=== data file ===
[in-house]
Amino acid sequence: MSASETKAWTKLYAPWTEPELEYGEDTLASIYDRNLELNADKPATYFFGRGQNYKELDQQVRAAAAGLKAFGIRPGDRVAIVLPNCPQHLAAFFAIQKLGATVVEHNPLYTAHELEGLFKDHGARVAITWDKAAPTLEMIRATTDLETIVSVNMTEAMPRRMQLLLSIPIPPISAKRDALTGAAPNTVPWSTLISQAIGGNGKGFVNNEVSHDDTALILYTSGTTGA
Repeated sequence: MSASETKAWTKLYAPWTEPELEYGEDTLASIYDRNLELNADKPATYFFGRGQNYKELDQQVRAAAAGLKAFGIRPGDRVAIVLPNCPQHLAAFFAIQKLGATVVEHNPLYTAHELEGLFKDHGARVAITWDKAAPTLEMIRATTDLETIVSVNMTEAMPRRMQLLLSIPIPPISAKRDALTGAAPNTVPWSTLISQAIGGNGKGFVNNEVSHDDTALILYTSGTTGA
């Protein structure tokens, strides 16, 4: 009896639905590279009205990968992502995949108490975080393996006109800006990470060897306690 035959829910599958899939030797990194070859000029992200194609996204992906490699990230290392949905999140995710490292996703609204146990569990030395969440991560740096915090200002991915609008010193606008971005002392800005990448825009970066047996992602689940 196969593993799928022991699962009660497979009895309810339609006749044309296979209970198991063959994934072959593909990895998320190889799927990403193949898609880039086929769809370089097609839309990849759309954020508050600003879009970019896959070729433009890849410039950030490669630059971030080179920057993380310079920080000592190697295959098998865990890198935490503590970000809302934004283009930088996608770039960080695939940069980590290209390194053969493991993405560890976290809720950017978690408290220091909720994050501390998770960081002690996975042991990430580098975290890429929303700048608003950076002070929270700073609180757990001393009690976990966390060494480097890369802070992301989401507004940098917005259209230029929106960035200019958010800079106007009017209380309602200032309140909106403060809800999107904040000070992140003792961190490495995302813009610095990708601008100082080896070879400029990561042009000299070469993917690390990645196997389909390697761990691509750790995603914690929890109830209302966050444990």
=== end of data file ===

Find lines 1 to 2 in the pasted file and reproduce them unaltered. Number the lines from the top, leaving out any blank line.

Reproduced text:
[in-house]
Amino acid sequence: MSASETKAWTKLYAPWTEPELEYGEDTLASIYDRNLELNADKPATYFFGRGQNYKELDQQVRAAAAGLKAFGIRPGDRVAIVLPNCPQHLAAFFAIQKLGATVVEHNPLYTAHELEGLFKDHGARVAITWDKAAPTLEMIRATTDLETIVSVNMTEAMPRRMQLLLSIPIPPISAKRDALTGAAPNTVPWSTLISQAIGGNGKGFVNNEVSHDDTALILYTSGTTGA